A new year means a new beginning. It’s a time to evaluate where we are in life and to make goals to get to where we want to be in life. Most people make New Year’s Resolutions to lose weight or to stop their bad habits, but beekeepers aren’t like most people--beekeepers are rooted in nature and in tune with the changing seasons of the year. They think more about their bees than themselves. That’s why when beekeepers reflect back on the previous year, they don’t think about how much weight they put on, or how much traveling they did, they think about how many of their hives survived the previous winter and how much honey they harvested after the summer honey flow ended.
Here are the Top 10 New Year’s Resolutions for Beekeepers:
- I will treat for varroa mites 2-3 times a year.
Like it or not, varroa mites are here to stay and are something all beekeepers must deal with at some point. There are many methods to treat for mites, so do some research and decide what methods appeal to you. It is suggested you use different mite treatments throughout the year to reduce the risk of the mites in your area becoming resistant to certain treatment methods.
- I will have my equipment ready before the packages of live bees come in the spring.
The winter is a down-time for beekeepers as the bees produce very few brood and stay clustered in their hives. Use this time to prepare for new bees in the springtime- such as making new boxes and embedding wax foundation into newly built wooden frames. Inventory your bee equipment and order those top feeders and smokers before your packages of bees arrive in the spring. Once you have the bees you will need to act quick, so be prepared.
- I will actually do a mite count this year.
Keeping track of the varroa mite populations in your hives will let you know if the parasites are getting out of control. Monitoring the mites gives you insight into when you have to intervene and treat for mites.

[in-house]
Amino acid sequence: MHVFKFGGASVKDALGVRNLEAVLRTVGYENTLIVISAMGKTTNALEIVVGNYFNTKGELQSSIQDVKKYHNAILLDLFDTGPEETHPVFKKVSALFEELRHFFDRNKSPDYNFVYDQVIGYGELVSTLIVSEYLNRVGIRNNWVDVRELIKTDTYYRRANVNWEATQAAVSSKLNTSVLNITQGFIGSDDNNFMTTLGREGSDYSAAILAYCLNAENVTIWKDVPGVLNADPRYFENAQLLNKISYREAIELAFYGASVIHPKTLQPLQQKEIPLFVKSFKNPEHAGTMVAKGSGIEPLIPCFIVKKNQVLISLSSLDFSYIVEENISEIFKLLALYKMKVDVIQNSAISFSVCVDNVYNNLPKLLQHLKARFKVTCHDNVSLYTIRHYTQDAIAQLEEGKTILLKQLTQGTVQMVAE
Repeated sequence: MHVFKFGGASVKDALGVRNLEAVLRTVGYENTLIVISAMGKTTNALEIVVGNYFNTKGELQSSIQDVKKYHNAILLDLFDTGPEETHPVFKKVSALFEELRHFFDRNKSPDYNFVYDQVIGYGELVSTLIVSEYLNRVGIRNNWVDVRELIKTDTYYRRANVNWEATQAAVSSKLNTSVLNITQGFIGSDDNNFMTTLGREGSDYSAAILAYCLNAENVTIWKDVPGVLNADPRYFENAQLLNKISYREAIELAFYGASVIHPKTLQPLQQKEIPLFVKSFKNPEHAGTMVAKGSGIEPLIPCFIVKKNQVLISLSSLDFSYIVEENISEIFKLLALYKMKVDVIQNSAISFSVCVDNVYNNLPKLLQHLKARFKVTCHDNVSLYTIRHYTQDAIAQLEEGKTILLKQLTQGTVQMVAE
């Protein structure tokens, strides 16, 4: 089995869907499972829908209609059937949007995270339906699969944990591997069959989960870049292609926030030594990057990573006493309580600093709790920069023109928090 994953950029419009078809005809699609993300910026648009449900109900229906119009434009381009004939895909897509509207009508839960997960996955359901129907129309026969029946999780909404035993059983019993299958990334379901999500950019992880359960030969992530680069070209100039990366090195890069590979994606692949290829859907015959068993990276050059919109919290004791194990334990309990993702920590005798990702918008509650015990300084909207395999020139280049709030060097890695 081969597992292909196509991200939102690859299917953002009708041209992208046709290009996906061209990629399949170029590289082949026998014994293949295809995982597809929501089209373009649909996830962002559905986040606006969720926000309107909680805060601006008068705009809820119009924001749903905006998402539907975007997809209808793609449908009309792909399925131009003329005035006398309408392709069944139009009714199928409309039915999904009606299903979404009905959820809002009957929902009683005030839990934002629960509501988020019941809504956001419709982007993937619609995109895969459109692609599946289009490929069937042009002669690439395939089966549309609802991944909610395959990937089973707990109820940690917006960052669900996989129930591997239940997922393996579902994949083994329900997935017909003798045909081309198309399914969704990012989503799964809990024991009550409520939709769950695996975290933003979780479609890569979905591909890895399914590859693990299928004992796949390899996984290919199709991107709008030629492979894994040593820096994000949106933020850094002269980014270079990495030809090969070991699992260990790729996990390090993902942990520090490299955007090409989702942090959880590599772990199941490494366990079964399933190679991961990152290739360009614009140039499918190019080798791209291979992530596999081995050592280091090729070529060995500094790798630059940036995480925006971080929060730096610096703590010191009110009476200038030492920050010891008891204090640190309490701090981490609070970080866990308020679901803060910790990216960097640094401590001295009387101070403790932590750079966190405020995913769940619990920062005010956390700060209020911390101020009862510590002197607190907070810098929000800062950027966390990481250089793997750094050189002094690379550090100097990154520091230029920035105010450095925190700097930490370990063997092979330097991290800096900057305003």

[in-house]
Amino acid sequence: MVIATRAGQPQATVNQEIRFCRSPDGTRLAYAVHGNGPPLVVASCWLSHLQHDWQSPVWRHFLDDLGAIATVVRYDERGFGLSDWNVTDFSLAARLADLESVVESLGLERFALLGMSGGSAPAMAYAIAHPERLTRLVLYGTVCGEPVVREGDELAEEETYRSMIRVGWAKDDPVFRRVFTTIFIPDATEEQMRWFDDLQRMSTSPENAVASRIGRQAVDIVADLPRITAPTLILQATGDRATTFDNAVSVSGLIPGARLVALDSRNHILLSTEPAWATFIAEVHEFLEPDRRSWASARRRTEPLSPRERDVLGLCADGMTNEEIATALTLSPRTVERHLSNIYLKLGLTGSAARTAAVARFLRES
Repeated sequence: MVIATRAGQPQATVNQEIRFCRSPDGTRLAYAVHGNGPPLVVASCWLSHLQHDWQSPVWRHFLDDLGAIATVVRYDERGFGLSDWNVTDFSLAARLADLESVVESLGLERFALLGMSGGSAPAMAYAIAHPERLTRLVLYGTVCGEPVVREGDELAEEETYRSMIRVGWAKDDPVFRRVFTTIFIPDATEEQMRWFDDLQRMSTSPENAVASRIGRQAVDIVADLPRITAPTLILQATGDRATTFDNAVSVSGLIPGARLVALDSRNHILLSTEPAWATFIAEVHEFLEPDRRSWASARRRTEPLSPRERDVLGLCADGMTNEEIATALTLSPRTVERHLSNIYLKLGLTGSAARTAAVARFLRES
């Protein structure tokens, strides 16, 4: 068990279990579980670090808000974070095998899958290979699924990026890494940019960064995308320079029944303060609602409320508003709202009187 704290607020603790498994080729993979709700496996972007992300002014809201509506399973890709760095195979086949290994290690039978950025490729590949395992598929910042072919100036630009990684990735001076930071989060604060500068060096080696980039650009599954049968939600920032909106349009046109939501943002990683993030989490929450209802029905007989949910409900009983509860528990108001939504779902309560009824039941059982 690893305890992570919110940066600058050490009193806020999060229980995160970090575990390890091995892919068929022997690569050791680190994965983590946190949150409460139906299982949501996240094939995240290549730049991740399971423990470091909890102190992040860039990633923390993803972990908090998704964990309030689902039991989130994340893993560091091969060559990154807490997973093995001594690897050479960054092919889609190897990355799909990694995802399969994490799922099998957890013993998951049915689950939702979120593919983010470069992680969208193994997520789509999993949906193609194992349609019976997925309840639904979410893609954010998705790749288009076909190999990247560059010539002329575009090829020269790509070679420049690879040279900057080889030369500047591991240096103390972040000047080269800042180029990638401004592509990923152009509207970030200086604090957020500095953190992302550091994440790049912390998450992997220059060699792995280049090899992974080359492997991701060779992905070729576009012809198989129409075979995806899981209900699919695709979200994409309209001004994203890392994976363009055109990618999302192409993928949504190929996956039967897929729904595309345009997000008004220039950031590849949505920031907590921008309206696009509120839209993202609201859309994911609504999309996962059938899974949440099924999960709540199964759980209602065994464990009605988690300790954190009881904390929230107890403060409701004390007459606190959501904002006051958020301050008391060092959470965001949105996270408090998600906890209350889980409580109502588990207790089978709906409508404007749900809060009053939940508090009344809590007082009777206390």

- I will mentor a new beekeeper.
The world needs beekeepers! 1/3 of the world’s food supply is pollinated by bees. Share your love for beekeeping with someone who shows similar passion and help keep the art and science of beekeeping alive and thriving.
- I will split my hive BEFORE they swarm this year.
The colonies of successful beekeepers grow in number. But if a colony gets too big for the space it’s in, it will swarm. Learn the advanced technique of splitting a hive, so you can make your one successful hive into two successful hives. It takes some work, but it’s better than your successful hive taking off to find a bigger space to live.
- I will run for a position at my local bee club
Most cities and counties have local beekeeper associations for beekeepers to meet and share knowledge with each other. Bee clubs also are a great place to learn about best beekeeping practices in your area. A beekeeping club is only as beneficial to its members as its leaders allow. By becoming a leader in your local bee club, you can inspire fellow beekeepers to do what is best for the bees and for the local environment.
- I will put out my yellow jacket traps early
If you’re noticing a lot of yellow jackets menacing your hives, it’s probably too late to curtail the problem. Get your yellow jacket traps out in early spring. Be sure to use yellow jacket traps that trap both queens and workers.
- I will actually write in my bee log this year
Each trip to your hives is a learning experience. Document each trip in a bee log. You can use a notebook or take notes on your cellphone. Note the weather and what flowers are in bloom. Document the “mood” of your bees and the brood patterns. How much pollen is coming in? Soon you will begin to recognize the cycles of the seasons and how your bees react to certain climate conditions. The more you know and can anticipate, the more success you will have as a beekeeper.
- I will read beekeeping articles every month
As a beekeeper, you will never know all there is to know. There is always something new you can learn. Being open to learning and researching the latest beekeeping discoveries and trends will keep you focused on being your best and vastly improve your beekeeping skills. Knowledge is power.
- I will treat for varroa mites 2-3 times a year
Yes, we already said this one, but this is such an important beekeeping task that it’s worth mentioning again. Mites WILL infect your bees! And if untreated, your mite infested bees will infest a neighbor’s honey bees. And their mite infested bees will infest another neighbor’s bees. Be a good neighbor and treat for mites. It’s best for the bees and best for the local ecosystem.
Hap-Bee New Year!